|Chart by Chemjobber. Photo credit: Thomas Klapoetke|
Jyllian Kemsley linked to an 2008 article where she explored the safety standards that well-regarded academic explosives labs use, such as the Klapoetke lab (a frequent subject of Derek Lowe's Things I Won't Work With.) They are:
- a reliance on manipulating small quantities of material (no more than a few hundred milligrams), specialized equipment for dealing with small quantities
- "collective basic guidelines" and one-on-one meetings with the PI to reiterate them
- a buddy system, including peer review of upcoming procedures
- tiered access to amounts and kinds of energetic compounds, based on experience and lack of incident
- forms to force consideration of safety during experiments
- forcing out students who will not comply
By contrast, what is the sum total of evidence of training at the Weeks lab?
- Page 5 of the EHS accident report: "Laboratory staff stated they have had some training at one time or the other. The training was not complete and there are no records of such training."
- Page 11: "Said she had not been given any training."
- Page 14: "The type of training he received was given by [blocked out] had told him that he should wear a lab coat, goggles and gloves, but [blocked out] himself did not wear any of these items himself. No EH&S training was taken either.
- Page 17: "A Post doc (Raj) verbally told me how to operate the equipment. [Re safety training] Did not have any."
- Page 25: [With Mr. Brown himself re safety training] "No formal training. Just kinda you learn as you go thru the courses... But no specific training after arriving at the graduate school."
The Weeks lab was also short on safety equipment, with no blast shields and safes for the storing of energetic materials. Sure sounds like they were relying on the Finchsigmate academic safety rule: "Don't rub this on [your sensitive anatomy.]"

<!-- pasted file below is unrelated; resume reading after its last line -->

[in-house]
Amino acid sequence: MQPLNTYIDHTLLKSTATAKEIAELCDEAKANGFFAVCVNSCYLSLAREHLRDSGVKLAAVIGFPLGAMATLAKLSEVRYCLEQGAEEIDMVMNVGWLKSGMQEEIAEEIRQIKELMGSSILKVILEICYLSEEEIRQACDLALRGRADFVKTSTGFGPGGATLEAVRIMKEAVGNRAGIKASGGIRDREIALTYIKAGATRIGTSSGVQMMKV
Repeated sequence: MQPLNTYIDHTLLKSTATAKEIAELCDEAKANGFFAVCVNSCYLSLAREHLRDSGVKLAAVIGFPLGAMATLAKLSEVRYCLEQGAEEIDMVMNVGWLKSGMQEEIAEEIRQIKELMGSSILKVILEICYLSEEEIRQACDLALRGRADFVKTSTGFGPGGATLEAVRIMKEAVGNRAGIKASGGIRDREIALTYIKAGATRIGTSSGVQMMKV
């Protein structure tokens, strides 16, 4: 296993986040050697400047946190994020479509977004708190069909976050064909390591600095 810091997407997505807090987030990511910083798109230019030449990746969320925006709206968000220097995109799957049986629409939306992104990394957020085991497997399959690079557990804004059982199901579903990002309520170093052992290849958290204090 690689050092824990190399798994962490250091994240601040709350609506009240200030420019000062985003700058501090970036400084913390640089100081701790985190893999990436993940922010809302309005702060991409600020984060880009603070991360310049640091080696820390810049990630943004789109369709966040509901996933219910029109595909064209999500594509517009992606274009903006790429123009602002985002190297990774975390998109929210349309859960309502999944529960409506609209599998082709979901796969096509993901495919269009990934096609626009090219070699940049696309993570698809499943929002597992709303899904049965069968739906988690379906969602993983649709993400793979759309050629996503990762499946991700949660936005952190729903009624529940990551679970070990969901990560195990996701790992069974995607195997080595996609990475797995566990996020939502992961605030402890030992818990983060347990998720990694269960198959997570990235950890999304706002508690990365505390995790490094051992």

At the risk of repeating myself, this is why best practice literature is so important to safe chemistry for the young chemist. How will you know how to do things correctly, especially when your supervisors aren't looking out for your safety? Go to the literature, my friends.*
I find it frustrating that two clicks into "Prudent Practices in the Laboratory" (readable and searchable online here), one finds a detailed guide to handling explosive compounds. It gives very detailed instructions of PPE, engineering controls and work practices, including the tragic sentence: "In conventional explosives laboratories, no more than 0.1 g of product should be prepared in a single run... Special formal risk assessments should be established to examine operational and safety problems involved in scaling up a reaction in which an explosive substance is used or could be generated."
In so many ways, this execrable tragedy could have been avoided. Sigh.
*And if you can't find the literature, go to someone who can help you. I don't know how many times as a blogger, I've cold e-mailed people to find that they're incredibly helpful.